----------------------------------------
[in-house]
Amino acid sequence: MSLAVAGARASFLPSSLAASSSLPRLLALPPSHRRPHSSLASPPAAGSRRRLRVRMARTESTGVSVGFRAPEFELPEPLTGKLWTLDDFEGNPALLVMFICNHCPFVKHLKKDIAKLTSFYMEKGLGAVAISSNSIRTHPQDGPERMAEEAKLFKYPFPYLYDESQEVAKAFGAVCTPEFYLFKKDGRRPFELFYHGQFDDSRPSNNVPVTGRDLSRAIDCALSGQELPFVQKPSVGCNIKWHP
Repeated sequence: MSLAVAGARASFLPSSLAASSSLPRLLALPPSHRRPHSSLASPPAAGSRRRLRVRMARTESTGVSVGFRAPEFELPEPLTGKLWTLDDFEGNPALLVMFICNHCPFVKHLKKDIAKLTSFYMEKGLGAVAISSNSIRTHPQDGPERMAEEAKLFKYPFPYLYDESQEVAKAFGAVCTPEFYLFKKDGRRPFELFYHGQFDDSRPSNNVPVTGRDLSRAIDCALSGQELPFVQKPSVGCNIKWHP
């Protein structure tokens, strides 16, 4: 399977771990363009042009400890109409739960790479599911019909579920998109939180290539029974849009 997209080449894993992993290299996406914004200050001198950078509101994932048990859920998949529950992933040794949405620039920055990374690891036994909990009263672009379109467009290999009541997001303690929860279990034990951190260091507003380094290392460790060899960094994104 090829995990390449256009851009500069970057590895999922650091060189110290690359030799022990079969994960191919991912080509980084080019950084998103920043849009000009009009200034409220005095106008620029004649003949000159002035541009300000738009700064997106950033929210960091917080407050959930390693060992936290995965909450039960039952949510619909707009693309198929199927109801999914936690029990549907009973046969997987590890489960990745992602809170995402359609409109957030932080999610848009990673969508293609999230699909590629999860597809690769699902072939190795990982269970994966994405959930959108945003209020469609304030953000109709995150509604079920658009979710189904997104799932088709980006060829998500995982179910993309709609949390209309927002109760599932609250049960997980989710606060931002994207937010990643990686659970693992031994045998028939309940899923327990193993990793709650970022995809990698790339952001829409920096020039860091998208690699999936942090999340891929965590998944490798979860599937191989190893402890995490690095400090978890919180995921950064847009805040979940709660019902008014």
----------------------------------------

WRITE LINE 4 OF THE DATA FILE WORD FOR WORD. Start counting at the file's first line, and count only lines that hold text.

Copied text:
């Protein structure tokens, strides 16, 4: 399977771990363009042009400890109409739960790479599911019909579920998109939180290539029974849009 997209080449894993992993290299996406914004200050001198950078509101994932048990859920998949529950992933040794949405620039920055990374690891036994909990009263672009379109467009290999009541997001303690929860279990034990951190260091507003380094290392460790060899960094994104 090829995990390449256009851009500069970057590895999922650091060189110290690359030799022990079969994960191919991912080509980084080019950084998103920043849009000009009009200034409220005095106008620029004649003949000159002035541009300000738009700064997106950033929210960091917080407050959930390693060992936290995965909450039960039952949510619909707009693309198929199927109801999914936690029990549907009973046969997987590890489960990745992602809170995402359609409109957030932080999610848009990673969508293609999230699909590629999860597809690769699902072939190795990982269970994966994405959930959108945003209020469609304030953000109709995150509604079920658009979710189904997104799932088709980006060829998500995982179910993309709609949390209309927002109760599932609250049960997980989710606060931002994207937010990643990686659970693992031994045998028939309940899923327990193993990793709650970022995809990698790339952001829409920096020039860091998208690699999936942090999340891929965590998944490798979860599937191989190893402890995490690095400090978890919180995921950064847009805040979940709660019902008014």